By Max Cohen
The 2016-17 NBA season for Russell Westbrook was unlike any season for any player ever. Every night the game plan was for Russ to get a triple double, leading hopefully to a Thunder win. That plan worked more successfully than people imagined, but this season is different. Westbrook doesn’t need to go out and average a triple double because he has another top 15 player on his team. Currently, Russ is 0.3 rebounds away from averaging a triple double. Why? I couldn’t answer that, but because of last season Russ probably thinks he has to for the team to win. Obviously, I am not an NBA player, but as a person who has played a good amount of basketball over my life I can say that if for a long period of time I was told to go out and shoot the ball every time I got, then one day my team said, “change your game,” I wouldn’t be able to do it so quickly. That’s what the Thunder, and media thought Russ could do. Completely change his game over one offseason to make new teammates comfortable. I think changing your mentality is hard for NBA players that have been so used to one thing. Even when Kevin Durant was in Oklahoma City, it was the Durant and Westbrook show. After they got rid of James Harden, Durant and Russ were never surrounded with great talent. For five years now, Westbrook has had a gunner’ss mentality and hasn’t been told to do anything different until this summer.
Although I do think Russ needs time to adjust, it is something to take note that his ex teammates are thriving after leaving the Thunder. Over a third of the way through the NBA season and Victor Oladipo is the frontrunner for Most Improved Player. His three point percentage is up from 36 to 42, and he is averaging nearly ten more points than last season. When you watch Oladipo play, he looks like an entirely different player and, at least looking back at last season, Russ may be to blame. Other players that have seen tremendous growth from last season to this season are Domantas Sabonis and Enes Kanter. Both have higher field goal percentages and Sabonis is averaging six more points per game while Kanter averages three more rebounds per game. All of this points out a particular trait from Russ, which is an ability to make teammates better. This is an important characteristic for all basketball players to have, especially great ones. Lebron obviously makes his teammates better (see Mike Miller or Shane Battier), Steve Nash made his teammates great (see Amar’e Stoudemire or Leandro Barbosa). For Russ, this doesn’t seem to be the case. Along with not making his teammates better, Kevin Durant left for some reason. It may have been to win a championship, but his team was up 3-1 to the eventual champions so Oklahoma City was definitely a viable option to win a championship. Durant most likely did not enjoy playing with Westbrook and although I do not like Kevin Durant, he is one of the thirty best NBA players ever, and his decision should mean something.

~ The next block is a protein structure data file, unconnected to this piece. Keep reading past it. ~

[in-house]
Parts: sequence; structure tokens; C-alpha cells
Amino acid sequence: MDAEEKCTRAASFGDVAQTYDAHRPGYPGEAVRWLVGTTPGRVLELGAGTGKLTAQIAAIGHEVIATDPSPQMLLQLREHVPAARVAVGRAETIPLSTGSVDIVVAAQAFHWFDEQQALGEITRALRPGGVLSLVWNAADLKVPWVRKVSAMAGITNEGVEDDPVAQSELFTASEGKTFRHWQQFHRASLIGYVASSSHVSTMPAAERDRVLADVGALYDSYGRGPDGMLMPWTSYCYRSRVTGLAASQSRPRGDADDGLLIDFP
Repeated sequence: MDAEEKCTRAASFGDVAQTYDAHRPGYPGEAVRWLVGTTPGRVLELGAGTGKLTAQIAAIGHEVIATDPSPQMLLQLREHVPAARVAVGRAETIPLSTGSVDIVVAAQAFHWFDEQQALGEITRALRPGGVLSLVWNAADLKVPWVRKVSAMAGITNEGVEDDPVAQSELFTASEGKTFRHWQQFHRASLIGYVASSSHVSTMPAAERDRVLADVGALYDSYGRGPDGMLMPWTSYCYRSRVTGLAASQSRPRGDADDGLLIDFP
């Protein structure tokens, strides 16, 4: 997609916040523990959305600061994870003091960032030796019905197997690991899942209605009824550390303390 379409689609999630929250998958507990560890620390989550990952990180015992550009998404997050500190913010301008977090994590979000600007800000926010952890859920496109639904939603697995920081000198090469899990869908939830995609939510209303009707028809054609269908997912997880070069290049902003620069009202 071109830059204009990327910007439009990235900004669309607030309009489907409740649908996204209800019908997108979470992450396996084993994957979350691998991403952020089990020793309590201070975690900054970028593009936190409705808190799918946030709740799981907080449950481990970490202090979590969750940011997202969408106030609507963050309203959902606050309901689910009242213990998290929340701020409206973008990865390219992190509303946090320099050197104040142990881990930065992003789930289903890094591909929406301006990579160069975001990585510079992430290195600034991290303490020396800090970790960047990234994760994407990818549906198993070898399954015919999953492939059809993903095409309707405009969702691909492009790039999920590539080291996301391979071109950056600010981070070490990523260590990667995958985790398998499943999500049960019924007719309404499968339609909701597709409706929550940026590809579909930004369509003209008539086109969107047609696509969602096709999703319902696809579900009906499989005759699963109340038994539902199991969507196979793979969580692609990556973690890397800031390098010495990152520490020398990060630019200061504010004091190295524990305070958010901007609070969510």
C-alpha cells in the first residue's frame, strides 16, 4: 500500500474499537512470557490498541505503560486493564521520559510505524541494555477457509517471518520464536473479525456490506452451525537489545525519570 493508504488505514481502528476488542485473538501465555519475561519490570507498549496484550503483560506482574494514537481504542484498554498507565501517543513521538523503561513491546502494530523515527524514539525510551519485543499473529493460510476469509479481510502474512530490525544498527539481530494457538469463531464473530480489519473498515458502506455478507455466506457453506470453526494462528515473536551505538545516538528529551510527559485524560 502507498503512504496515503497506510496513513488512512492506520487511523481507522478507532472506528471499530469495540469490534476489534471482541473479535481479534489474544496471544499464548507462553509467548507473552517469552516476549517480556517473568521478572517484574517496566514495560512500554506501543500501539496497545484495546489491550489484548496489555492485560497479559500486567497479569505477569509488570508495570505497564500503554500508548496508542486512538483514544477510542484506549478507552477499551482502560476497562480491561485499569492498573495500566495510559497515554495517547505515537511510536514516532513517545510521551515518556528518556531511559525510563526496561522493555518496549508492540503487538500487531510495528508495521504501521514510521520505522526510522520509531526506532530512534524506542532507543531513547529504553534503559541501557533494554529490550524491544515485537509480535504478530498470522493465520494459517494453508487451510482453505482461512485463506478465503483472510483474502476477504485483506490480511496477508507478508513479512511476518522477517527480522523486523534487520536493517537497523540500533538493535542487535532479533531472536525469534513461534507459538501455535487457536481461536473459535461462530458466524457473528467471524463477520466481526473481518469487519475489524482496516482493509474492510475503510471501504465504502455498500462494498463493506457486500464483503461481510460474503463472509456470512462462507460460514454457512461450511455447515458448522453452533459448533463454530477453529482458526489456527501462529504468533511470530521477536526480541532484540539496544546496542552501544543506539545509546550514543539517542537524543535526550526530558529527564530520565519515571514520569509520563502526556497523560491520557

As Russell Westbrook continues his NBA career it will be interesting to watch what he accomplishes and how he does it. In a recent article on theringer.com, Justin Verrier compared Russ to Kobe Bryant, and I think this is more on the nose than some may think. Both players have a shoot first mentality. Both players are elite scorers. And both players do not care what others think of them. Kobe’s talent paired with the deep pockets of the Lakers lead to five championships over his career. Russ is not on the same talent level of Kobe and his team doesn’t spend like the Lakers, but if he can change his game just a little, like most fans and media thought he would, I think he can win multiple championships. It all depends on how Russ wants to be Russ. If he continues to be a shoot first, play aggressive all the time player, he may suffocate the talent around him. But if he can become a point guard that has a high basketball IQ and knows when to choose his spots, Russell Westbrook can become a revered basketball player rather than one that causes people to ask; Is Russell Westbrook good?